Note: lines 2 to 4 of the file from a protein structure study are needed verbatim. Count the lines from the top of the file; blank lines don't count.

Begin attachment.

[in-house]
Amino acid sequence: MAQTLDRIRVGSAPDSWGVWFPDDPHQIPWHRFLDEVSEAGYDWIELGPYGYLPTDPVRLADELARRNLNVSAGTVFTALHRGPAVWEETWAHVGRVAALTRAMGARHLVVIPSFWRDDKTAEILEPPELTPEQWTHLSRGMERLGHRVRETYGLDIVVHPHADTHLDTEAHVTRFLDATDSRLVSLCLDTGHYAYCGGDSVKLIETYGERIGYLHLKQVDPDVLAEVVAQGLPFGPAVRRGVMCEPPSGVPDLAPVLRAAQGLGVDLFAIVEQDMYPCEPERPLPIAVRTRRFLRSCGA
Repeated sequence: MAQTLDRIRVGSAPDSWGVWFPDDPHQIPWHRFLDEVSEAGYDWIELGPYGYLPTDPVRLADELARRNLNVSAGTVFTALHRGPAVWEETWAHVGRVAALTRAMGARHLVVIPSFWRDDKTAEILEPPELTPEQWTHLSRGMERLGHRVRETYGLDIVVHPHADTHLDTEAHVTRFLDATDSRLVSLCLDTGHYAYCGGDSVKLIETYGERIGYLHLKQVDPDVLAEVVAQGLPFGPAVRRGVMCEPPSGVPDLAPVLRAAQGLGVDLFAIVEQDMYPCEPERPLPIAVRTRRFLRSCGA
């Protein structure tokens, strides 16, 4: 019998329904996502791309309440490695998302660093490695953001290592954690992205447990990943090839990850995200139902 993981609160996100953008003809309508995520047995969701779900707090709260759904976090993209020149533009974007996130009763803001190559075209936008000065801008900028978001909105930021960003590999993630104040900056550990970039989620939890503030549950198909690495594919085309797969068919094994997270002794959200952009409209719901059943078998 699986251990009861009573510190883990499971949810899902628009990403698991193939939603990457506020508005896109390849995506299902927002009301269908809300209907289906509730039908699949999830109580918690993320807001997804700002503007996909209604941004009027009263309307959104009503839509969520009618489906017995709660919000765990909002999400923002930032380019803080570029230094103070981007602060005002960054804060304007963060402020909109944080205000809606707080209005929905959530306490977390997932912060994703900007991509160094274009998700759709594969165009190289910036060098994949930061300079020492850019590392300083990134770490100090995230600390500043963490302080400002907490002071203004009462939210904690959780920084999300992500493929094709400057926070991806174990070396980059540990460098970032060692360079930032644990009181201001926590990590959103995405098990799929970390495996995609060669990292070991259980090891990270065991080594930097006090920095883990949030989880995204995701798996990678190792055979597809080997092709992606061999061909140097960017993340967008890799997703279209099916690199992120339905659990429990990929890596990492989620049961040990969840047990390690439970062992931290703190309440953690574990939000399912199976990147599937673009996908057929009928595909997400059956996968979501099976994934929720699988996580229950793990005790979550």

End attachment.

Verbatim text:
Amino acid sequence: MAQTLDRIRVGSAPDSWGVWFPDDPHQIPWHRFLDEVSEAGYDWIELGPYGYLPTDPVRLADELARRNLNVSAGTVFTALHRGPAVWEETWAHVGRVAALTRAMGARHLVVIPSFWRDDKTAEILEPPELTPEQWTHLSRGMERLGHRVRETYGLDIVVHPHADTHLDTEAHVTRFLDATDSRLVSLCLDTGHYAYCGGDSVKLIETYGERIGYLHLKQVDPDVLAEVVAQGLPFGPAVRRGVMCEPPSGVPDLAPVLRAAQGLGVDLFAIVEQDMYPCEPERPLPIAVRTRRFLRSCGA
Repeated sequence: MAQTLDRIRVGSAPDSWGVWFPDDPHQIPWHRFLDEVSEAGYDWIELGPYGYLPTDPVRLADELARRNLNVSAGTVFTALHRGPAVWEETWAHVGRVAALTRAMGARHLVVIPSFWRDDKTAEILEPPELTPEQWTHLSRGMERLGHRVRETYGLDIVVHPHADTHLDTEAHVTRFLDATDSRLVSLCLDTGHYAYCGGDSVKLIETYGERIGYLHLKQVDPDVLAEVVAQGLPFGPAVRRGVMCEPPSGVPDLAPVLRAAQGLGVDLFAIVEQDMYPCEPERPLPIAVRTRRFLRSCGA
């Protein structure tokens, strides 16, 4: 019998329904996502791309309440490695998302660093490695953001290592954690992205447990990943090839990850995200139902 993981609160996100953008003809309508995520047995969701779900707090709260759904976090993209020149533009974007996130009763803001190559075209936008000065801008900028978001909105930021960003590999993630104040900056550990970039989620939890503030549950198909690495594919085309797969068919094994997270002794959200952009409209719901059943078998 699986251990009861009573510190883990499971949810899902628009990403698991193939939603990457506020508005896109390849995506299902927002009301269908809300209907289906509730039908699949999830109580918690993320807001997804700002503007996909209604941004009027009263309307959104009503839509969520009618489906017995709660919000765990909002999400923002930032380019803080570029230094103070981007602060005002960054804060304007963060402020909109944080205000809606707080209005929905959530306490977390997932912060994703900007991509160094274009998700759709594969165009190289910036060098994949930061300079020492850019590392300083990134770490100090995230600390500043963490302080400002907490002071203004009462939210904690959780920084999300992500493929094709400057926070991806174990070396980059540990460098970032060692360079930032644990009181201001926590990590959103995405098990799929970390495996995609060669990292070991259980090891990270065991080594930097006090920095883990949030989880995204995701798996990678190792055979597809080997092709992606061999061909140097960017993340967008890799997703279209099916690199992120339905659990429990990929890596990492989620049961040990969840047990390690439970062992931290703190309440953690574990939000399912199976990147599937673009996908057929009928595909997400059956996968979501099976994934929720699988996580229950793990005790979550």